WikiLeaks founder: Netanyahu believes exposé will aid Mideast peace
Julian Assange tells Time: Netanyahu says leaders must speak in public like they do in private; Turkey: Israel engineered WikiLeaks release.
WikiLeaks founder Julian Assange on Wednesday defended his disclosure of classified U.S. documents by singling out Prime Minister Benjamin Netanyahu as an example of a world leader who believes the publications will aid global diplomacy.
"We can see the Israeli Prime Minister [Benjamin] Netanyahu coming out with a very interesting statement that leaders should speak in public like they do in private whenever they can," Assange told Time Magazine in an interview on Wednesday, days after his online whistleblower published thousands of secret diplomatic cables.
"He believes that the result of this publication, which makes the sentiments of many privately held beliefs public, are promising a pretty good [indecipherable] will lead to some kind of increase in the peace process in the Middle East and particularly in relation to Iran," Assange said.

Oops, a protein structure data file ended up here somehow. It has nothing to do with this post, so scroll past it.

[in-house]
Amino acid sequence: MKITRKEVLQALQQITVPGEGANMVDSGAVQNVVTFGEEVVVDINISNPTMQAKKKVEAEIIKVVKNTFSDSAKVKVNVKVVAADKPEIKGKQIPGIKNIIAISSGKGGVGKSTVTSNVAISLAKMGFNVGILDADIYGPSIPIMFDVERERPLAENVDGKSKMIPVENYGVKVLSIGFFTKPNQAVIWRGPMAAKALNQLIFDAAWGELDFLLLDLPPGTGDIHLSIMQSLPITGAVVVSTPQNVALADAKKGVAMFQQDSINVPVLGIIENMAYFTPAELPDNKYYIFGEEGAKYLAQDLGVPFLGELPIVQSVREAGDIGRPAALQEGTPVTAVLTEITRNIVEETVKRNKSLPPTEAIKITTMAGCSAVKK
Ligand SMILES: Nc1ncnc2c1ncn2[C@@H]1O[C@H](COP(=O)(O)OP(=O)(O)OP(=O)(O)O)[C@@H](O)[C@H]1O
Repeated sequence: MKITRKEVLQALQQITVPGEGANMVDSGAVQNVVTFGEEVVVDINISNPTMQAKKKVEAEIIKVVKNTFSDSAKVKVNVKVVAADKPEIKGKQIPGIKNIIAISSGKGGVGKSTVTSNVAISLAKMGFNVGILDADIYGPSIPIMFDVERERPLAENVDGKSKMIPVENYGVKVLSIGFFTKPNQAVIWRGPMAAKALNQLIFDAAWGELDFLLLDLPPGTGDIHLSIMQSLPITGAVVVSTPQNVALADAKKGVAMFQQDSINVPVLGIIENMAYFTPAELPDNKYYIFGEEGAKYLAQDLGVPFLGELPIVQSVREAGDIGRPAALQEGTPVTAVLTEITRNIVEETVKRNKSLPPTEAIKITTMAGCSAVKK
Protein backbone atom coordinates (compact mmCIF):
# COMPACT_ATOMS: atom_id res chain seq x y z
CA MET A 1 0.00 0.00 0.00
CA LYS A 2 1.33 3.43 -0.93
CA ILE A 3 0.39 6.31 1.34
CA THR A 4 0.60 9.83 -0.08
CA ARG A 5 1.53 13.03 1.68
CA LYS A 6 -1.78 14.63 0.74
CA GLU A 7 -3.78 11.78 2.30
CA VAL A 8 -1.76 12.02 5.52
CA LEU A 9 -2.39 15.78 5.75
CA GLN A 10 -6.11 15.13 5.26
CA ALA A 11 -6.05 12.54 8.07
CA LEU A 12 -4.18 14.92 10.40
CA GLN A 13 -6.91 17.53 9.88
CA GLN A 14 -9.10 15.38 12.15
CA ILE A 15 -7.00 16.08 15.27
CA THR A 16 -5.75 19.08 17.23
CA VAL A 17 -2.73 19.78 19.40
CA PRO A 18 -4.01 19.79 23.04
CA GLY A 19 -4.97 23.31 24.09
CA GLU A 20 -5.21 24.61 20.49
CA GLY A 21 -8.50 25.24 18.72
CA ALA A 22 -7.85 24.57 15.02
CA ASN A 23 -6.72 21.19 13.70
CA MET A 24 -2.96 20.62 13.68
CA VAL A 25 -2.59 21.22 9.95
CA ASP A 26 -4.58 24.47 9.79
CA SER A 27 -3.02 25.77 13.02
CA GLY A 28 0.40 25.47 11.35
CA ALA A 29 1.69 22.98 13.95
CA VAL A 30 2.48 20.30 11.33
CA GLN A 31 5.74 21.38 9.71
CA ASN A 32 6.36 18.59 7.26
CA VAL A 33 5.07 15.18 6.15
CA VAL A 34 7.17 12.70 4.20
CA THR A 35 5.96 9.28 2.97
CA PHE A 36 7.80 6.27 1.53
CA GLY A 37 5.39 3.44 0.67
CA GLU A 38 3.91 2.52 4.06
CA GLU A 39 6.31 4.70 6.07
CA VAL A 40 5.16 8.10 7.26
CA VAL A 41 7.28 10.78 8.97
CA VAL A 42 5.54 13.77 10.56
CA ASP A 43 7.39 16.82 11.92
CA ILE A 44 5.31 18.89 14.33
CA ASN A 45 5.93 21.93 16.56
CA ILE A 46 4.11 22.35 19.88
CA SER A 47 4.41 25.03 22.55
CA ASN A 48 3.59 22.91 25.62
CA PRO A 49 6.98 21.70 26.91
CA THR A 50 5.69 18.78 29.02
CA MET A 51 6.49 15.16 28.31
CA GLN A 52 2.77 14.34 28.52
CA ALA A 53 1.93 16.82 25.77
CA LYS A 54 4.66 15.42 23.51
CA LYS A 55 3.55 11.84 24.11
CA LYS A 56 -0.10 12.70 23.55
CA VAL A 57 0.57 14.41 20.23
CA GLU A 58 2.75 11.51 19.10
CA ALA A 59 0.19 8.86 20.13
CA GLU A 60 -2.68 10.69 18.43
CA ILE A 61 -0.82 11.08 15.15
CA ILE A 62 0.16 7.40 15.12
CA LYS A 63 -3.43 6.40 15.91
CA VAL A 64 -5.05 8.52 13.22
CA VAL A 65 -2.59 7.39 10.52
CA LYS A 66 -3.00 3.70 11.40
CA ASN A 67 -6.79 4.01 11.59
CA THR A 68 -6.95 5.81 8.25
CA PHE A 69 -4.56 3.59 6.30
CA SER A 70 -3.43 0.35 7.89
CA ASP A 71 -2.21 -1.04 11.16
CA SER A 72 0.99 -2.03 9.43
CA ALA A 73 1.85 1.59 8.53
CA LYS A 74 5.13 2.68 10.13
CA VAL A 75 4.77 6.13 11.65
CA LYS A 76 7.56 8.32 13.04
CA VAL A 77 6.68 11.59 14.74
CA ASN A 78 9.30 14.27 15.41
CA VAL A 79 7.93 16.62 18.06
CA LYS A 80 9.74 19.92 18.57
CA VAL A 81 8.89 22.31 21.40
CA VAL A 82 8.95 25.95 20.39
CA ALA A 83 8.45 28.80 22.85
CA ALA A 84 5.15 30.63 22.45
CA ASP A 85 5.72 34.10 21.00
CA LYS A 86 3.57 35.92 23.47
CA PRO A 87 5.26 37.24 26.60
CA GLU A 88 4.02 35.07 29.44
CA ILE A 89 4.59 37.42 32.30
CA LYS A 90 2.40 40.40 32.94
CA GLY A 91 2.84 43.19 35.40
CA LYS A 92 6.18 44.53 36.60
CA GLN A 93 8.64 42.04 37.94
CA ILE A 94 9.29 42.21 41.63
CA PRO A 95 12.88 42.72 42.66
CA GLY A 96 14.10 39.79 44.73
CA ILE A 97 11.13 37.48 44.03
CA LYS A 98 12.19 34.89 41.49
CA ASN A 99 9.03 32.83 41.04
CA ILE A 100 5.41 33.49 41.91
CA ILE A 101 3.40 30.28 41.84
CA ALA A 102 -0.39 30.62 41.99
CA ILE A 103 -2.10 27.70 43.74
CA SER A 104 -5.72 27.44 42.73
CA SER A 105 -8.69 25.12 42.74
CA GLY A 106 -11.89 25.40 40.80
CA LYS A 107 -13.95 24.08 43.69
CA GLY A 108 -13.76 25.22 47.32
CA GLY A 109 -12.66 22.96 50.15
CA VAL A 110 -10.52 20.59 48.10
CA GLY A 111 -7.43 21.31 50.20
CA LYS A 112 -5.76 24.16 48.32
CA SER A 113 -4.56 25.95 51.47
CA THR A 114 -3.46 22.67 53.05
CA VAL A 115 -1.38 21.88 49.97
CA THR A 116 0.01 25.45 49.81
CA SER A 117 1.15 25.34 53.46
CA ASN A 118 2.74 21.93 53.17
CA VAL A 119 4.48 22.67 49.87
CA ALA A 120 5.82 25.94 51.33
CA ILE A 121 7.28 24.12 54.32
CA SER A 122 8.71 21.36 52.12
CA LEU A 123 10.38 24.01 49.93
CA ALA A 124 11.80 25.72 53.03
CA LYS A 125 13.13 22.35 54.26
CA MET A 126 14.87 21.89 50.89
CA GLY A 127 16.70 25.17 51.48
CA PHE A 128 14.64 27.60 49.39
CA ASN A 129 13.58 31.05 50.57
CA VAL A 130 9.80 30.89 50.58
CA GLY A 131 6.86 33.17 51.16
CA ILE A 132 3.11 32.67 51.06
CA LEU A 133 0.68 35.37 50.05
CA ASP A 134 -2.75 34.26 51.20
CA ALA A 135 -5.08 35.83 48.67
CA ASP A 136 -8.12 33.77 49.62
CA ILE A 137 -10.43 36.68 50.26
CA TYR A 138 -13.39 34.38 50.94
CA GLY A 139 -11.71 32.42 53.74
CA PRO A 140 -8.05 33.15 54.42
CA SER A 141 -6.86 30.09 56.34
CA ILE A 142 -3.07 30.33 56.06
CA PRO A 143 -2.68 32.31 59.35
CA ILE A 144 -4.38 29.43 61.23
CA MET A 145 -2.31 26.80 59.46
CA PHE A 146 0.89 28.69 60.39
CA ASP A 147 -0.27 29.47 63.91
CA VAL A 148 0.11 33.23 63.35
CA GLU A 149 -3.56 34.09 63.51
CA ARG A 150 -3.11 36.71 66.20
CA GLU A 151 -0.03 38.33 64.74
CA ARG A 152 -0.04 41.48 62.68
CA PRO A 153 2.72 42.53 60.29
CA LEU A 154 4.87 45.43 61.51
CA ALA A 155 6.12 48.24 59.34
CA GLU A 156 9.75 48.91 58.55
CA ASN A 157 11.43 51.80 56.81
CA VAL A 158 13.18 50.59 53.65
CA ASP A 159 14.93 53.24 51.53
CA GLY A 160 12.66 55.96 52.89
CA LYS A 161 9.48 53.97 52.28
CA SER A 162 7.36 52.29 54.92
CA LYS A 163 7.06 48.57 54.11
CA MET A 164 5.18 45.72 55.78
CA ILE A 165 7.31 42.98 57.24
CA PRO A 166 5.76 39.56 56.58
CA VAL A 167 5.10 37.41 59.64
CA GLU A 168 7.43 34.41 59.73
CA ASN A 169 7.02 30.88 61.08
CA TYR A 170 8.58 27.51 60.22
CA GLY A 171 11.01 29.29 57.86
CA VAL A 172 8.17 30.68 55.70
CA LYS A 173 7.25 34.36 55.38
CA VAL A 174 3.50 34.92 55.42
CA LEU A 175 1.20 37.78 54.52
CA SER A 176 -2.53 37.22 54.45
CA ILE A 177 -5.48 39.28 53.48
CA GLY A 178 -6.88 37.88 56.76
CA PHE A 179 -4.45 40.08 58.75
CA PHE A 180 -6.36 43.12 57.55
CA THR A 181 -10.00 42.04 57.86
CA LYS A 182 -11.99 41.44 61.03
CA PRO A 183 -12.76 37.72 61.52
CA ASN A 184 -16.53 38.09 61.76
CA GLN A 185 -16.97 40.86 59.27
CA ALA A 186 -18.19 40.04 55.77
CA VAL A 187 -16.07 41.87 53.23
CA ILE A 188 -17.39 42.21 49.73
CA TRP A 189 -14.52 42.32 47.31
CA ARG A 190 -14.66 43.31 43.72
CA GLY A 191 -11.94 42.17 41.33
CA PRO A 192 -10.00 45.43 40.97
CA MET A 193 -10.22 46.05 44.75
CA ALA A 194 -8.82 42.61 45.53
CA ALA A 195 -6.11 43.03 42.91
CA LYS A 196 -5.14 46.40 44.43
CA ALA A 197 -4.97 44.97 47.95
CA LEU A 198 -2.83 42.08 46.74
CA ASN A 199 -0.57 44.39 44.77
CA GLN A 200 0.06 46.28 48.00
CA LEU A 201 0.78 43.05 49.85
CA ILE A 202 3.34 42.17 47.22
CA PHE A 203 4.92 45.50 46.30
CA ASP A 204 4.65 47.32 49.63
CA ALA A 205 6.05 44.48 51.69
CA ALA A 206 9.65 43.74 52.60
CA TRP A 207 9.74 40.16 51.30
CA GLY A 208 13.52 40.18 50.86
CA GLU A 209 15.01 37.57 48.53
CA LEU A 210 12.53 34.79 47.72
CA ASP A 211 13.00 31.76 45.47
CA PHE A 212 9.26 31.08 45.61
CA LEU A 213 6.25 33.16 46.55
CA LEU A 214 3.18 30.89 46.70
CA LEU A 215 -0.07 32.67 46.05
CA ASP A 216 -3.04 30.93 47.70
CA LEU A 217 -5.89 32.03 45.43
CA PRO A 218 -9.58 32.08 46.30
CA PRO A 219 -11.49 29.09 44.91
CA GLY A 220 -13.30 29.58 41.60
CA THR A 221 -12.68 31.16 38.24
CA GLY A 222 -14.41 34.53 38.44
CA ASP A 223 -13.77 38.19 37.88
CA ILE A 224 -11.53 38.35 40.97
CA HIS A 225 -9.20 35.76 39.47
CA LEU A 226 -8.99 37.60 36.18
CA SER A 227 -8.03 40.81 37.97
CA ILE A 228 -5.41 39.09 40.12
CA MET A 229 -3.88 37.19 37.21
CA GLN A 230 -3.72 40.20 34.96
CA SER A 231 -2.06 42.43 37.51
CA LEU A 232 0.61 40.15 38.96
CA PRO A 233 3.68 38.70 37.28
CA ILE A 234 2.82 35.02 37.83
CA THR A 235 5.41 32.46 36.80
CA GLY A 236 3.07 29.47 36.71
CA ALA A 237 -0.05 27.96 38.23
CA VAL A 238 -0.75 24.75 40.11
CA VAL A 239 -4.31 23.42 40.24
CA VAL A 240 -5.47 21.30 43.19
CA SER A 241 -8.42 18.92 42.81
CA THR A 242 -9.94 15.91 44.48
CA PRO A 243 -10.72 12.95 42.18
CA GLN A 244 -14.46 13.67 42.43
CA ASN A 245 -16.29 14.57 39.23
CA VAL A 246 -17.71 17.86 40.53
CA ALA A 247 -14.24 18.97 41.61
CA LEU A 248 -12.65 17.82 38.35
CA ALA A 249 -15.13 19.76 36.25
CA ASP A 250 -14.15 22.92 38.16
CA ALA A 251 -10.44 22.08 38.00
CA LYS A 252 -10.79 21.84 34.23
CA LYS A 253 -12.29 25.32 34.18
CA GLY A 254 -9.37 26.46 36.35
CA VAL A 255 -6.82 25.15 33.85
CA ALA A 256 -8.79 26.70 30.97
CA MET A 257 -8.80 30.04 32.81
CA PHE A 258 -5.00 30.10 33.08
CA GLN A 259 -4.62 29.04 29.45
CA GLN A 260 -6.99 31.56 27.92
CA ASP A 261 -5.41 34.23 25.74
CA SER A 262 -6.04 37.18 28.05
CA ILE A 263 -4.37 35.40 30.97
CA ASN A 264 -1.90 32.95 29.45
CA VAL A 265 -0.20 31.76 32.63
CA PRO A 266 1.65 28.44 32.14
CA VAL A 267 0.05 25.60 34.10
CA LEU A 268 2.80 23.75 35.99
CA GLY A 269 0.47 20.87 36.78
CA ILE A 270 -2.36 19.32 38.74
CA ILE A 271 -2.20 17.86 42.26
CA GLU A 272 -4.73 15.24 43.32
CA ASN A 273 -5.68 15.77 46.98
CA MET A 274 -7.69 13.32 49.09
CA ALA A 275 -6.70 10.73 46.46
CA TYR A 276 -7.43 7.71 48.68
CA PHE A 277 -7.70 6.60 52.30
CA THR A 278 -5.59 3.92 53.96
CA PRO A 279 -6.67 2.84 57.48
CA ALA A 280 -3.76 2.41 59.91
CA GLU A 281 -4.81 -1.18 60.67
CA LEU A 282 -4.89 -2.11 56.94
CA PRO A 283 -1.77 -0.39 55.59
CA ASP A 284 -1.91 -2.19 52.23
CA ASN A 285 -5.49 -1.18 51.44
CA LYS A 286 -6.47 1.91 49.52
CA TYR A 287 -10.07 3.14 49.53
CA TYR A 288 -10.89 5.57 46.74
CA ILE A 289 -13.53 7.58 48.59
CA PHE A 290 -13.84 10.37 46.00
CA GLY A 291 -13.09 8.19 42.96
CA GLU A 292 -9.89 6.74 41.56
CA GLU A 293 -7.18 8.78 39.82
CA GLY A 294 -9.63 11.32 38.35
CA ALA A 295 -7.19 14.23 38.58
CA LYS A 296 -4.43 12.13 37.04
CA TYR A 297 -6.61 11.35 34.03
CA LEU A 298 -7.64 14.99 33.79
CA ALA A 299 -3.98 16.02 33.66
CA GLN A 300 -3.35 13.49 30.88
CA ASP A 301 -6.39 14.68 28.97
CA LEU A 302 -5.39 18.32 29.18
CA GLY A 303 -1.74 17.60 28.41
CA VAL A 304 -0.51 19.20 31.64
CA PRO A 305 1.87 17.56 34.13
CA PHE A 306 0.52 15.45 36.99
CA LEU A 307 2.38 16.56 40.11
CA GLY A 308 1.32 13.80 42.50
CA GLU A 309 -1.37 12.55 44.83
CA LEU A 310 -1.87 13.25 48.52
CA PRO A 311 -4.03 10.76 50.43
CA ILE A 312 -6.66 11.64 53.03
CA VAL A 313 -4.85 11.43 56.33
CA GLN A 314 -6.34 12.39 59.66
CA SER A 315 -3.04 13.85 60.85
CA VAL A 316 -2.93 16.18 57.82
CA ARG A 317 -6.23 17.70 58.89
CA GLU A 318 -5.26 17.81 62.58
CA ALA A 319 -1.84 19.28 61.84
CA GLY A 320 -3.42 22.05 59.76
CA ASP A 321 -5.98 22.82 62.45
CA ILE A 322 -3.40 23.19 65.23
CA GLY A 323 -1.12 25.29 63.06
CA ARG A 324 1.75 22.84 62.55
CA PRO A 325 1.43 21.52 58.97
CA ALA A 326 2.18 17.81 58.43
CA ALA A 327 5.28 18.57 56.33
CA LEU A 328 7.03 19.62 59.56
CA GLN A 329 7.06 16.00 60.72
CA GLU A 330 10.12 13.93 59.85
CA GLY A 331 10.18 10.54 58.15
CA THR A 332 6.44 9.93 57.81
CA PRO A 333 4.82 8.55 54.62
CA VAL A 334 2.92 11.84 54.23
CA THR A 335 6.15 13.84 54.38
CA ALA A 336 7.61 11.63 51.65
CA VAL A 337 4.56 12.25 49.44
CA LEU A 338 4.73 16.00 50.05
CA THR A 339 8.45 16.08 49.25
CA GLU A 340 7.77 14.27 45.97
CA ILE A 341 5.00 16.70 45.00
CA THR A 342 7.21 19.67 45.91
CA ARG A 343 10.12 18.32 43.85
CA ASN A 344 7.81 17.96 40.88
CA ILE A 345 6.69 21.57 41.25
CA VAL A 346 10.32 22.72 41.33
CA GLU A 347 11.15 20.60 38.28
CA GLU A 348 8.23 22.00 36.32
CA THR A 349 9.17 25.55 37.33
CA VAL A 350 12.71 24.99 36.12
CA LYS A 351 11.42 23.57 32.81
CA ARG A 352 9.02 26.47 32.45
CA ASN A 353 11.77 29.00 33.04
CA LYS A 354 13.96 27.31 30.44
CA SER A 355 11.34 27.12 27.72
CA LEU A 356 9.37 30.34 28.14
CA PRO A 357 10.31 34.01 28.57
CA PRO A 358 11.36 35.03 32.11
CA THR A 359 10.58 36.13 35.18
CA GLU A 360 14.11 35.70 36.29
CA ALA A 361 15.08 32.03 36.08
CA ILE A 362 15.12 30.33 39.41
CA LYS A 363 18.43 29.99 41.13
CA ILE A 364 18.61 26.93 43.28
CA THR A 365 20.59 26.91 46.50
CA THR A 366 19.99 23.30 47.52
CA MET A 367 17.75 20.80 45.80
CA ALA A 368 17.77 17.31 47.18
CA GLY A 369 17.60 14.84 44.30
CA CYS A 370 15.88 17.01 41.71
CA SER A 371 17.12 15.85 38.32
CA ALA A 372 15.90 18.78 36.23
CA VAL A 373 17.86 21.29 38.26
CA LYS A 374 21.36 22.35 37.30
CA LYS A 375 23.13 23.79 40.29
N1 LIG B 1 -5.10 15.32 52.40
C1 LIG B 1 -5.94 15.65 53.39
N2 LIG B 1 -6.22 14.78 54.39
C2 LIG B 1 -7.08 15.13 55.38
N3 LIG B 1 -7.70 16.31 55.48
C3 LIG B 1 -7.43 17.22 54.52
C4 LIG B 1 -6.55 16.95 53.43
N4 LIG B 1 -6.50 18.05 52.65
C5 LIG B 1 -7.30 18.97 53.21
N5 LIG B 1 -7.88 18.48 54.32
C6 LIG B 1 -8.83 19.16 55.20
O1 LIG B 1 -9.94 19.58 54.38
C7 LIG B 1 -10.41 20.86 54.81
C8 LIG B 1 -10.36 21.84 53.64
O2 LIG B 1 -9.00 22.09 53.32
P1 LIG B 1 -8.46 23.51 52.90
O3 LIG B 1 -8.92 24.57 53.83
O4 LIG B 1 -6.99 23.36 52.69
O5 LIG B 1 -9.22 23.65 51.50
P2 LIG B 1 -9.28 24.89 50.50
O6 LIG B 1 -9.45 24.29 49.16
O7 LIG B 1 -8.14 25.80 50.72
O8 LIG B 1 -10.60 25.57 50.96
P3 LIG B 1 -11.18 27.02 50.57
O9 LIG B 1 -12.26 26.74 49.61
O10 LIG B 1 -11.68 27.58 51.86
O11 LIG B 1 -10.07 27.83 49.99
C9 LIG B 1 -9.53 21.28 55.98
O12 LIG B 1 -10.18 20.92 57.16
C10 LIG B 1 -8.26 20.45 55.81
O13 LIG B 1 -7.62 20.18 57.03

"I just noticed today Iran has agreed to nuclear talks. Maybe that's coincidence or maybe it's coming out of this process, but it's certainly not being canceled by this process," he added.
Also Wednesday, a senior Turkish official blamed Israel for the WikiLeaks release. Addressing reporters, Huseyin Celik, deputy leader of Turkish Prime Minister Recep Tayyip Erdogan's AKP party, hinted that Israel engineered the leak of hundreds of thousands of United States diplomatic cables as a plot to pressure the Turkish government.
“One has to look at which countries are pleased with these," Celik was quoted as saying. "Israel is very pleased. Israel has been making statements for days, even before the release of these documents.”
“Documents were released and they immediately said, ‘Israel will not suffer from this.’ How did they know that?” Celik asked.
Kristinn Hrafnsson, WikiLeaks spokesman, earlier Wednesday called the publications "perfectly legal", adding that people had a right to know what officials working on their behalf were doing. He also dismissed concern that the publication of classified U.S. communications would damage cooperation between countries.
If global stability is based on deception and lies, maybe it needs a bit of a shaking up," he told Reuters Television.
WikiLeaks has shaken the diplomatic world by publishing excerpts of more than 250,000 confidential cables in partnership with five Western newspapers, including The New York Times and The Guardian in Britain.
The disclosures have angered the United States by exposing the inner workings of U.S. diplomacy, including candid assessments of world leaders.